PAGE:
Alaska Airlines has a similar clause in their Contract of Carriage, reserving the right to deny boarding to “Persons who have an offensive odor (such as from a draining wound or
improper hygiene) or have a contagious disease provided it is not the result of
a handicap.” Via e-mail, Alaska Airline representative Caroline Boren says, “Our customer service agents are trained to identify and address any such issues that arise before a passenger boards the aircraft by compassionately and discreetly suggesting a nearby, private location for the passenger to cleanse themselves and/or change clothes.”

  1. Don't miss these Travel stories
    1. Lords of the gourd compete for Punkin Chunkin honors

      With teams using more than 100 unique apparatuses to launch globular projectiles a half-mile or more, the 27th annual World Championship Punkin Chunkin event is our pick as November’s Weird Festival of the Month.

    2. Airports, airlines work hard to return your lost items
    3. Expert: Tourist hordes threaten Sistine Chapel's art
    4. MGM Grand wants Las Vegas guests to Stay Well
    5. Report: Airlines collecting $36.1B in fees this year

But sometimes a serious odor problem isn’t obvious until a passenger has boarded. Then, says Alaska Airline’s Boren, it’s up to the flight attendants, who are “ ... trained to compassionately and discreetly mitigate any issues that might arise after boarding by, among other options: seeking to relocate nearby passengers or the person perceived to have an odor issue (if passenger loads allow), opening air vents, providing air deodorizer, opening coffee packets and placing them in nearby seat-back pockets to help with odor absorption, etc.”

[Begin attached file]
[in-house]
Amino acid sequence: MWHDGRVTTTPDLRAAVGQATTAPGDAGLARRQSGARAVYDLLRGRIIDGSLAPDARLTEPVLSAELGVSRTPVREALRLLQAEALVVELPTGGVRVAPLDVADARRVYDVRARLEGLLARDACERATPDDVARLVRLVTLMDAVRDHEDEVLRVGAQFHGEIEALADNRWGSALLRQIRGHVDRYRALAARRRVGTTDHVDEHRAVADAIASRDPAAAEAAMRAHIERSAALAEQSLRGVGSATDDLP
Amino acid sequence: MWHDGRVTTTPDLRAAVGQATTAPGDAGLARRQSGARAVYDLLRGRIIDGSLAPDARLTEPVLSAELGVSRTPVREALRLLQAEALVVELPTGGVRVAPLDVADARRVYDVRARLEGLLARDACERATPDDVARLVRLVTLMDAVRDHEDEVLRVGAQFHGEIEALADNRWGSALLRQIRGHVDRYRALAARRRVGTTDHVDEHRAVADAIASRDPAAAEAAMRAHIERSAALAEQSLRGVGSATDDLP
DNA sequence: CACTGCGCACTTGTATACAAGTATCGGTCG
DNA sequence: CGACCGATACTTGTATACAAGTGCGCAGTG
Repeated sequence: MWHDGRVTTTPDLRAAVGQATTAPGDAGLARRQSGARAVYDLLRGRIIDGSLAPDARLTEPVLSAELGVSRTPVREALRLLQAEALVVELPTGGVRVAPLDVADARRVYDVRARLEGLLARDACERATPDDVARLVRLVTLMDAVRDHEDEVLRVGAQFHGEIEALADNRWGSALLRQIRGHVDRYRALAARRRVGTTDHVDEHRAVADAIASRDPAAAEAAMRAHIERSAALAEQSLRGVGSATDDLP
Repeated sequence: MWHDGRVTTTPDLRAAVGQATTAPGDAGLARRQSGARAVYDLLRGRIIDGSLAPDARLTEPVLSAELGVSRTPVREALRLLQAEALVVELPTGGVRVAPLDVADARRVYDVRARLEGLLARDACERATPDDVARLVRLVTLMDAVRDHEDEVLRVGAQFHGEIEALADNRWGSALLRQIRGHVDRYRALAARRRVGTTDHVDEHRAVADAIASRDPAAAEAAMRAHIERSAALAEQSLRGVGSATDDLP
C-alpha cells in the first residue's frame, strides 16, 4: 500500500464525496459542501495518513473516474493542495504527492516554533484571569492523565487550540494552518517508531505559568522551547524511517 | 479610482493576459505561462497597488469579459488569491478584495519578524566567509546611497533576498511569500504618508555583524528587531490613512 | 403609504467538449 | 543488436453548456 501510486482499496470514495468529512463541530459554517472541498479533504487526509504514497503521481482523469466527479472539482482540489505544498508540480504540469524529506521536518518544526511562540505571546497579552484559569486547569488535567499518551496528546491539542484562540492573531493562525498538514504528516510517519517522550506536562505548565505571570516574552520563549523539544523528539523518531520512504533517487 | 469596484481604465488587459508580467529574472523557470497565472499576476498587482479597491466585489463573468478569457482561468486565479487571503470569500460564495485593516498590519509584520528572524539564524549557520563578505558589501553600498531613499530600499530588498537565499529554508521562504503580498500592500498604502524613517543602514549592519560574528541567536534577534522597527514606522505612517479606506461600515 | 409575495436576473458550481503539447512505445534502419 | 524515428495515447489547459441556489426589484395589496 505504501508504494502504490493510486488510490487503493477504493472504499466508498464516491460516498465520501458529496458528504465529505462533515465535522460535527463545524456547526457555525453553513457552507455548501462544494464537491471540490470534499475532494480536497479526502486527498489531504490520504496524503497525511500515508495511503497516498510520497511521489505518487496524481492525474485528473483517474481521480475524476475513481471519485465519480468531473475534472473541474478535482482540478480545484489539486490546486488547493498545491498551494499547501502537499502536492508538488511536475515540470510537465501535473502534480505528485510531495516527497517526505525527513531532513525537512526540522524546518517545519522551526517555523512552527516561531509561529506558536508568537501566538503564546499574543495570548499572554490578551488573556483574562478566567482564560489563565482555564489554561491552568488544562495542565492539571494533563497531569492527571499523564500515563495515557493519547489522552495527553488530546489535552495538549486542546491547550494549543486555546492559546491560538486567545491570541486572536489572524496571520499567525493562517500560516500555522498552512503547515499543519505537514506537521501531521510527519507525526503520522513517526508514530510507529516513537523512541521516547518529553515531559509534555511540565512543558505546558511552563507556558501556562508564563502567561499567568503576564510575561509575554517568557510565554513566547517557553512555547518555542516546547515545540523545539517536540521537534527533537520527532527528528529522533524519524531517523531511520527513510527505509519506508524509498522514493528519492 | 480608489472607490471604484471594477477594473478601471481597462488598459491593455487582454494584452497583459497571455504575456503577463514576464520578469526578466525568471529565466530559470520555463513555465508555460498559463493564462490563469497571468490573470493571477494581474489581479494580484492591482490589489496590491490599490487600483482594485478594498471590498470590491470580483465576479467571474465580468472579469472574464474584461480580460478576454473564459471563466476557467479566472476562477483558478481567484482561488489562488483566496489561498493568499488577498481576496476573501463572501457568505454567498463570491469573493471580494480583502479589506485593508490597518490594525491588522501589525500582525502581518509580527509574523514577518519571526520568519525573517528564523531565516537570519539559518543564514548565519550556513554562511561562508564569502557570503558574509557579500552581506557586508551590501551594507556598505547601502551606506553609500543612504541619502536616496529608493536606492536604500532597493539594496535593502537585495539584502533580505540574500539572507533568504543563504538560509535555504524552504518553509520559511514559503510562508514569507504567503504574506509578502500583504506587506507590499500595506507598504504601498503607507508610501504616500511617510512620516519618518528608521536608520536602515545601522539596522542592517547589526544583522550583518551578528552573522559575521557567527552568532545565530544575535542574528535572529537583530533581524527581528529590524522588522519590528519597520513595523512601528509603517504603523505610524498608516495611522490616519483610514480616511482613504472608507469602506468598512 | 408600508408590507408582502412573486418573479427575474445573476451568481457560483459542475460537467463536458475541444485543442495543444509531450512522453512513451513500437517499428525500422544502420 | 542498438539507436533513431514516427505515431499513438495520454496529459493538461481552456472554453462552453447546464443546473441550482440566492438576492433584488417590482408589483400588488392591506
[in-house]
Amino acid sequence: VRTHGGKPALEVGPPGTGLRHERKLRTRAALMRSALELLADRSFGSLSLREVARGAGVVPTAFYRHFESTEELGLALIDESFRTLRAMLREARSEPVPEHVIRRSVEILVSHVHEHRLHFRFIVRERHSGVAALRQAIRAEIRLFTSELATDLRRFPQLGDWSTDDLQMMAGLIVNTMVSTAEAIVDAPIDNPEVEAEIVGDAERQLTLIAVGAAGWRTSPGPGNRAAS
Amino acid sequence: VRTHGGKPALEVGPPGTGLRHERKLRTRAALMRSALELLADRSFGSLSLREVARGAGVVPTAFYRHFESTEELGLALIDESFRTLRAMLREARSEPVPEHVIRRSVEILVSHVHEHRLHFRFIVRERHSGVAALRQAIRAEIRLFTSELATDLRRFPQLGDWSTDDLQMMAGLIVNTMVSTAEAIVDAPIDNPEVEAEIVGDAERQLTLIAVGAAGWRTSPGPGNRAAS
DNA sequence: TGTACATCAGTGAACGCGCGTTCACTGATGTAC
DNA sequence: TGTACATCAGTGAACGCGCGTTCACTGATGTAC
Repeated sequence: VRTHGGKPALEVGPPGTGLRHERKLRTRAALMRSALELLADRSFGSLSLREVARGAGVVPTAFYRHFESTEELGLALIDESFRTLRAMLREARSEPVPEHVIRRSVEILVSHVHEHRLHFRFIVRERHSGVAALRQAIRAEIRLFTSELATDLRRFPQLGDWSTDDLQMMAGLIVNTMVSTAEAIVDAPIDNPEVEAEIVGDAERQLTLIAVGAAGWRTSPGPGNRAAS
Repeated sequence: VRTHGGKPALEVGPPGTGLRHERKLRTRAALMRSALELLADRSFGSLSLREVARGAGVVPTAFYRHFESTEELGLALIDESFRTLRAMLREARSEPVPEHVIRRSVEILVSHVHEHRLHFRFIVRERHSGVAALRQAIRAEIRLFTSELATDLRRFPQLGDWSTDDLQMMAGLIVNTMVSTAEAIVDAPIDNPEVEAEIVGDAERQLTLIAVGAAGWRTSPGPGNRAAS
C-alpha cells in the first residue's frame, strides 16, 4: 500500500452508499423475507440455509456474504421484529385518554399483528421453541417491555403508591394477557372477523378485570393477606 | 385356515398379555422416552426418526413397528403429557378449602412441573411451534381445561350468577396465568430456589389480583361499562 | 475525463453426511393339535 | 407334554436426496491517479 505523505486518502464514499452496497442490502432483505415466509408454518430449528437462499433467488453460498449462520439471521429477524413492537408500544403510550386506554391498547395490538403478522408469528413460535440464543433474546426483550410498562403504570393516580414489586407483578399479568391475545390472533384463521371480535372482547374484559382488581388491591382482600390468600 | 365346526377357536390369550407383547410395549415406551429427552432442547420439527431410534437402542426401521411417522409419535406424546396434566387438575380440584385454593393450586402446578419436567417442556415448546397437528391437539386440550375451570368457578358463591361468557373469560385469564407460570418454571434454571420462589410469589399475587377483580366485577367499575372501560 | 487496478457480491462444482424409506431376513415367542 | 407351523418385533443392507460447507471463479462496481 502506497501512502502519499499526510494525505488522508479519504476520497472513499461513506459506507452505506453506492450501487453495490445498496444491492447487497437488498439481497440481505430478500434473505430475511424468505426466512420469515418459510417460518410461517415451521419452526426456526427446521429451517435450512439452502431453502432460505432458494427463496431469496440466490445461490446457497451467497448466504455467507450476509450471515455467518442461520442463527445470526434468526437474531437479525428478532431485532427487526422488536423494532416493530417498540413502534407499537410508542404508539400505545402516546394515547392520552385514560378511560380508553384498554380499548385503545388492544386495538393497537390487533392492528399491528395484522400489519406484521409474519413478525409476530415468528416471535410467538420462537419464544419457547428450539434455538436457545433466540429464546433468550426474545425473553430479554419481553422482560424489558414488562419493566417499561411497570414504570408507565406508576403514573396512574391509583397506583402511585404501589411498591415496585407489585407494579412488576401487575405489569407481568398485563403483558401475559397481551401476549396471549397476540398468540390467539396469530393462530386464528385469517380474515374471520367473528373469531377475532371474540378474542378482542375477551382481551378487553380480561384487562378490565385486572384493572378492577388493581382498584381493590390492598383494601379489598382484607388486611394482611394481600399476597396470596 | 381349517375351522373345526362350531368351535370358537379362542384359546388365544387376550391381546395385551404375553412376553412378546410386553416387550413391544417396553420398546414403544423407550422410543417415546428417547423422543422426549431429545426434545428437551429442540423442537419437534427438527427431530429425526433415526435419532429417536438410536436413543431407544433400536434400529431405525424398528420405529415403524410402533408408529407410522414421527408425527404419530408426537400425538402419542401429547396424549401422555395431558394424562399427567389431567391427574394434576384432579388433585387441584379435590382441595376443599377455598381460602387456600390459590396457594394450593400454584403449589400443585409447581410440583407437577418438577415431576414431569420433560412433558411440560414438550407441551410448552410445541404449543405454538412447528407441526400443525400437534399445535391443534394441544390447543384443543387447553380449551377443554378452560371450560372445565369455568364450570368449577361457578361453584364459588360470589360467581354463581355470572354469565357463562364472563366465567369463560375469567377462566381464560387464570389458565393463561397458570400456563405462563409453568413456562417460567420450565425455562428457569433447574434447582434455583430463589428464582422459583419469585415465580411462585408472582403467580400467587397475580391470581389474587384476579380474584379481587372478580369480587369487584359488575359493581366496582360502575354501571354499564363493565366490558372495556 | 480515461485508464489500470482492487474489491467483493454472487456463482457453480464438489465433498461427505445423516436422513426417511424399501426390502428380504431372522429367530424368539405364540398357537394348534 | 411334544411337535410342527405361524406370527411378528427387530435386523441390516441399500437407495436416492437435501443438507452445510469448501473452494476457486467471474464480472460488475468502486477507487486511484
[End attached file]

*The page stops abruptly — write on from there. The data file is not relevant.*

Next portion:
So, when seated next to someone who smells strongly, don’t be too shy to excuse yourself from your seat and alert a flight attendant to a problem. The sooner the better.

And here a few other ideas:

Tear out magazine pages with perfume samples and tuck a few in your carry-on.  If your seatmate has a stale odor, you can open up a few strips and test new fragrances.

Victorian ladies kept scent-infused handkerchiefs tucked into their sleeves so they could take a whiff of something lovely when encountering an “off” aroma. You can try that as well, or perhaps carry a tiny bottle of lavender or peppermint oil with you for just such occasions.

Or stock up on personal-sized containers of nicely-scented hand creams and other products. For example, at minimus.biz you’ll find 2 oz. bottles and individual “pillow” packs of Pharmacopia’s lavender and citrus scented body lotions.  The Web site, which specializes in travel-sized products, also carries lavender, lemon and peppermint-scented towelettes from Herban Essentials and a variety of “scent inhalers” from Earth Solutions. The “World Peace” inhaler with a blend of scents that includes clove for “courage and strength” and geranium which “brings peace and acceptance” might be especially useful.

Whatever you do, please don’t do what a lady aboard an American Airlines flight did back in December. By lighting matches in an attempt to cover the smell from her flatulence, she caused an entire airplane bound for to Dallas/Fort Worth from Washington Reagan National Airport to make an unscheduled stopover in Nashville.

Harriet Baskas, The Well-Mannered Traveler, also writes about airports and air travel for USATODAY.com and is the author of “Stuck at the Airport.”

Discuss:

Discussion comments

,

Most active discussions

  1. votes comments
  2. votes comments
  3. votes comments
  4. votes comments